Why Digital Literacy Holds the Key to Making India a Cashless Economy
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India has a massive internet user base thanks to its billion-plus population and a tech boom in the past few years. As of 2020, India has nearly 700 million internet users across the country. This figure is projected to grow even further over the next few years. Currently, India ranks second after China when it comes to internet users worldwide. The country could even overtake China’s user base over the coming decades.
Digitisation has helped India to move towards a cash-free economy. The rise of the fintech industry has also been a key driver behind this transition. These companies have stepped up to develop technologies that have minimised the use of cash in the consumer world. Introduction of various payment apps and buyer-friendly payment modes like Buy Now Pay Later (BNPL) is slowly bifurcating the traditional means of payment.
What Does it Mean to be Digitally Literate?
Digital literacy is a 21st-century skill that is vital to learning and working in a society where communication and easy access to information is enabled through the internet. People must be comfortable using various digital devices like computers, laptops and mobile phones. Ideally, the digital literacy of a nation happens when the use of technology is available to people across all regions, class, gender and age groups. Data and statistics have shown that India is moving very fast towards digital literacy in all parameters of location, class, gender and age.
India’s Steps Towards Digital Literacy
Here are some highlights about India’s journey towards digital literacy and its aim to become a cashless economy:
Digital literacy is one of the key focuses of the present government. Prime minister Narendra Modi launched the Digital India campaign on 1st July 2015, with the primary objective of making India a digital superpower. This came as a big motivation for the growing fintech companies in the country, allowing e-commerce business to reach every corner of the country.
Further, the Pradhan Mantri Gramin Digital Saksharta Abhiyan (PMGDSA) was introduced to empower digital literacy and benefits of technology in rural India and tier 2 cities. This scheme is enabling internet democracy at the grassroots level of the country. The National Optical Fibre Network (NOFN) is another government project that has been active since the year 2011. It allows Indian villages access to the broadband facilities using the fibre optics network. This project aims to provide broadband connectivity to over 200,000 gram panchayats of India.
On 8th November 2016, PM Modi surprised the world by announcing demonetisation, a step which saw the ban of the higher value currency denomination of 500 and 1000. Demonetisation helped India in terms of thinking about various alternative modes of payments rather than depending on the traditional method of cash. Indians started to consider alternatives like online bank transfers, card payments, app-based transactions, POS devices and NFC. This transition was boosted by the base created by bank accounts linked to Aadhaar, and the UPI (Unified Payments Interface) which enables payments through mobile phones connected to bank accounts through a unique number. Demonetisation catapulted the transition of a predominantly cash-based economy to a cashless one.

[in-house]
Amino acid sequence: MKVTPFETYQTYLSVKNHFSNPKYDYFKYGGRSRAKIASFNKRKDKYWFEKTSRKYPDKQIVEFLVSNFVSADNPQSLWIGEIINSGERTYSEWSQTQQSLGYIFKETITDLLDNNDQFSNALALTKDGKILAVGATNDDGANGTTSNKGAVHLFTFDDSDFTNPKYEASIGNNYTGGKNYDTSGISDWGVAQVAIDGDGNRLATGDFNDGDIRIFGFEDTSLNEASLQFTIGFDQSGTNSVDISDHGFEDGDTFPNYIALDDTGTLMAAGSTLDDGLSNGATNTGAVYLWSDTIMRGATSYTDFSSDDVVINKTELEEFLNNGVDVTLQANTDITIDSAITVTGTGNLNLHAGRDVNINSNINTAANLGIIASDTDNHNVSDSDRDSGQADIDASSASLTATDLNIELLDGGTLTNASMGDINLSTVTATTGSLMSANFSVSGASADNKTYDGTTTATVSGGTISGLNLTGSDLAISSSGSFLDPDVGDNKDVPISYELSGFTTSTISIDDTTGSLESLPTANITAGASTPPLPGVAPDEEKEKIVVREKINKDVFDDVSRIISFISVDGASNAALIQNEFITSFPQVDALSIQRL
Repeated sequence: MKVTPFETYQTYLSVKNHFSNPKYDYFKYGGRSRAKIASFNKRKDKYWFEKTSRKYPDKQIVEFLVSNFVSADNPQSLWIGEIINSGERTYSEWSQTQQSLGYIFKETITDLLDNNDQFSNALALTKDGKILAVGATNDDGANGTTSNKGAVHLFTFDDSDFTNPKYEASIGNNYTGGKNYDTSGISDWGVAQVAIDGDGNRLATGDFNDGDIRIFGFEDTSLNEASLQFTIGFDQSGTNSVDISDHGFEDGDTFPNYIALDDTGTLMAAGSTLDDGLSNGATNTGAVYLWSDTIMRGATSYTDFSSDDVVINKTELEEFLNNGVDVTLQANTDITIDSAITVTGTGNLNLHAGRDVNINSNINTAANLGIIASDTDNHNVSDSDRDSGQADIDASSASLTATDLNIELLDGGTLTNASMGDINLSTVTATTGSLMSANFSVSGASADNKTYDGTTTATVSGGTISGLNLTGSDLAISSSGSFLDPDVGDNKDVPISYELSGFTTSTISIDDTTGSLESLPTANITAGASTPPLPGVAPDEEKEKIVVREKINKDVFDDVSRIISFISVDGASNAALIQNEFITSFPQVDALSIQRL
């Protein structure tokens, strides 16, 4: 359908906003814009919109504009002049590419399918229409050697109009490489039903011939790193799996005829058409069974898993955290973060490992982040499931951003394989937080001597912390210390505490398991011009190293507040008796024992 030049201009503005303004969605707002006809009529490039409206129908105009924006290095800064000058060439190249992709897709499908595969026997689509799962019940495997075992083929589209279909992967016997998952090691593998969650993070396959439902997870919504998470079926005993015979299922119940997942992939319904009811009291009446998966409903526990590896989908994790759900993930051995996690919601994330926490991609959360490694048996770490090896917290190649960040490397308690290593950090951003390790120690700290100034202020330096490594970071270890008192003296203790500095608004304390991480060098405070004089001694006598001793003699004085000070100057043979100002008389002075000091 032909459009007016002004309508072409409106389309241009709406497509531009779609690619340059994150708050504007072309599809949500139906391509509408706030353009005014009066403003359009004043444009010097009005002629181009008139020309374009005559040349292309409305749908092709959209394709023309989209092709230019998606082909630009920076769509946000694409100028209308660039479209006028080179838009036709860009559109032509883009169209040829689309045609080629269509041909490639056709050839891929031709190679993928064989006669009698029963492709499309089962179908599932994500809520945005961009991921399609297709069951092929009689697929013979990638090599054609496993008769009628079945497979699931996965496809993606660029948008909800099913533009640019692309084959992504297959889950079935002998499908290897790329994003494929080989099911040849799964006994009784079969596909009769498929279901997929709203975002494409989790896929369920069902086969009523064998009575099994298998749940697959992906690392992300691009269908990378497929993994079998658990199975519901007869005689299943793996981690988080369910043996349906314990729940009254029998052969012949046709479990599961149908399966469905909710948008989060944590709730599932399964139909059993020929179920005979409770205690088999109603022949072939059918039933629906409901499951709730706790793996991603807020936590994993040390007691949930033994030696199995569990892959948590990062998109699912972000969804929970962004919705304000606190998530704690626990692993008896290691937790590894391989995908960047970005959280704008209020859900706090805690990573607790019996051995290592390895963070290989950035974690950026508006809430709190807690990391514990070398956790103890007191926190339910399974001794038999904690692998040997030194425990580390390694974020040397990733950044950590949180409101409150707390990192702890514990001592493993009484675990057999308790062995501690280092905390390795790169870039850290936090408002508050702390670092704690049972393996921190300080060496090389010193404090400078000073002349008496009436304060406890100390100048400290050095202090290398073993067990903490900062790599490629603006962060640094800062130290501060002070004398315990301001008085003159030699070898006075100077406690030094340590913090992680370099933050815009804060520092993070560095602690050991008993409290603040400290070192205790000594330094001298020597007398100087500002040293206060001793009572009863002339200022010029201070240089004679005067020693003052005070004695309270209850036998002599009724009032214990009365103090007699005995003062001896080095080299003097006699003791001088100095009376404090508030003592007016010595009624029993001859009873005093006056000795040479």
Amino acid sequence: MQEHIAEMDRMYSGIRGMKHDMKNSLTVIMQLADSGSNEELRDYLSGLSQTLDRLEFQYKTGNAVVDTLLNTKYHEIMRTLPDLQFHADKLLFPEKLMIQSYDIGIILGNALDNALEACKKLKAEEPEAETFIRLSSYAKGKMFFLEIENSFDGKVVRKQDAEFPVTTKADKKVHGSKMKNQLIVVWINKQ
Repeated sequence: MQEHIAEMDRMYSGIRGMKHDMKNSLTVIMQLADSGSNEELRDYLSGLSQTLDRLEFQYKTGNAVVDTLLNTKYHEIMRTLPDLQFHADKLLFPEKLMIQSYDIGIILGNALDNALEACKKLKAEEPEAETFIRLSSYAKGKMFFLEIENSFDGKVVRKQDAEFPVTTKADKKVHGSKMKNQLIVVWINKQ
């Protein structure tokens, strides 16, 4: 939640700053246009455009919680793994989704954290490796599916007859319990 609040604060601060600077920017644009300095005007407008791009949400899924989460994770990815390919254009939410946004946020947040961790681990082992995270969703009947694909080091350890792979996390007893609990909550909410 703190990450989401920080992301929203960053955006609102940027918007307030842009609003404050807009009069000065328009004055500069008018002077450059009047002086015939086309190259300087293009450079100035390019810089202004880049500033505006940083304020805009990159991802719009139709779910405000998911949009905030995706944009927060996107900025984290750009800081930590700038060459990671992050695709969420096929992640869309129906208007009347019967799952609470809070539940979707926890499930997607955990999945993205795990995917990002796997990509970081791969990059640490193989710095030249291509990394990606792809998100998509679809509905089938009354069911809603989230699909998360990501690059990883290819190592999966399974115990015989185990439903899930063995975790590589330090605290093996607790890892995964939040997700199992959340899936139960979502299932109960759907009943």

A Boom in Technology
Affordable data plans and a wide range of mobile phones in the market have helped in expediting the process of digitisation in India. Post-demonetisation, e-commerce players are taking a cue from the market and are bending towards a cash-free economy. These players are using various payment methods to reach out to more consumers. Such payment options are cash-free as compared to traditional means of cash on delivery (COD). App-based payment options, card payments, and microcredit system of BNPL are fast filling up the void in replacing the cash-based payment economy. Interestingly, technology has democratised the overall merchant-buyer payment ecosystem. Be it an in-store or an online purchase, consumers from metropolitan cities to rural India are now enjoying app-based and online transactions, resulting in a significant push towards a cashless economy.
The Rise of India’s Hinterland Market
In its recent report titled “E-commerce trends report 2020”, Unicommerce states that e-commerce business is transcending the boundaries beyond the metropolitan cities of India. The report says that most e-commerce players are focusing on tier II and III cities of the country. Currently, tier II and beyond cities contribute around 67 per cent of the total online consumer demand in India, and this share is expected to rise in the coming years. A 53 per cent growth has been seen in tier II and beyond. Many Direct2company (D2C) brands that deal with beauty, wellness, fashion, FMCG and agriproducts are penetrating the smaller towns and cities of India.
Many critics speculate whether India can indeed “kill the cash”? Speculators opine that India cannot be an entirely cashless economy due to its large population and a diverse geographical landscape. However, the government has recently announced that it will be laying a fibre optics broadband network across the length and breadth of the Indian villages within 1000 days. Such plans sound extremely promising for the future. Besides this, high-speed internet connectivity via submarine optical fibre cables will be extended till Lakshadweep in this period.
Moreover, there are strong reports which suggest that many Indian retailers are showing a keen interest in digital payments. Digital transactions grew by a mammoth 338% from 2018 to 2019. Further, UPI is expected to overtake cards by about 20%. With the massive rise in the number of fintech companies – both home-bred and foreign players – the picture looks favourable for a cashless economy.